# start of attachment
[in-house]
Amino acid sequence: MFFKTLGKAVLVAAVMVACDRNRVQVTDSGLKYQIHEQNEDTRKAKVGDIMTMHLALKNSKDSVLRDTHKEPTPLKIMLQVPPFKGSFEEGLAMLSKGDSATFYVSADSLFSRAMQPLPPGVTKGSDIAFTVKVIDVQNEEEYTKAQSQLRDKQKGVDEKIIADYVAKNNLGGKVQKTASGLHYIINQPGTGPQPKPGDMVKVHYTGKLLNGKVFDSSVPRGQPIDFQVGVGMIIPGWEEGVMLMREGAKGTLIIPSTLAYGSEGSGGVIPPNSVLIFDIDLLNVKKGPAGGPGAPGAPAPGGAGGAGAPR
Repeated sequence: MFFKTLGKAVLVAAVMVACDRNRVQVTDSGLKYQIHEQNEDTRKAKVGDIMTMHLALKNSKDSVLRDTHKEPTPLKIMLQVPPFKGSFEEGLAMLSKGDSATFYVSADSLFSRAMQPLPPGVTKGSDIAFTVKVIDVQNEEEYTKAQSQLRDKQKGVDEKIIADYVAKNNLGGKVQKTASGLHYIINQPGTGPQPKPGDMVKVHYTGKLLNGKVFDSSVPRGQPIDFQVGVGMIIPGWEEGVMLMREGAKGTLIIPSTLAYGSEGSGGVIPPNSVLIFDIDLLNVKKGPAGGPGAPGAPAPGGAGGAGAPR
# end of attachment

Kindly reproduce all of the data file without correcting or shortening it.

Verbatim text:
[in-house]
Amino acid sequence: MFFKTLGKAVLVAAVMVACDRNRVQVTDSGLKYQIHEQNEDTRKAKVGDIMTMHLALKNSKDSVLRDTHKEPTPLKIMLQVPPFKGSFEEGLAMLSKGDSATFYVSADSLFSRAMQPLPPGVTKGSDIAFTVKVIDVQNEEEYTKAQSQLRDKQKGVDEKIIADYVAKNNLGGKVQKTASGLHYIINQPGTGPQPKPGDMVKVHYTGKLLNGKVFDSSVPRGQPIDFQVGVGMIIPGWEEGVMLMREGAKGTLIIPSTLAYGSEGSGGVIPPNSVLIFDIDLLNVKKGPAGGPGAPGAPAPGGAGGAGAPR
Repeated sequence: MFFKTLGKAVLVAAVMVACDRNRVQVTDSGLKYQIHEQNEDTRKAKVGDIMTMHLALKNSKDSVLRDTHKEPTPLKIMLQVPPFKGSFEEGLAMLSKGDSATFYVSADSLFSRAMQPLPPGVTKGSDIAFTVKVIDVQNEEEYTKAQSQLRDKQKGVDEKIIADYVAKNNLGGKVQKTASGLHYIINQPGTGPQPKPGDMVKVHYTGKLLNGKVFDSSVPRGQPIDFQVGVGMIIPGWEEGVMLMREGAKGTLIIPSTLAYGSEGSGGVIPPNSVLIFDIDLLNVKKGPAGGPGAPGAPAPGGAGGAGAPR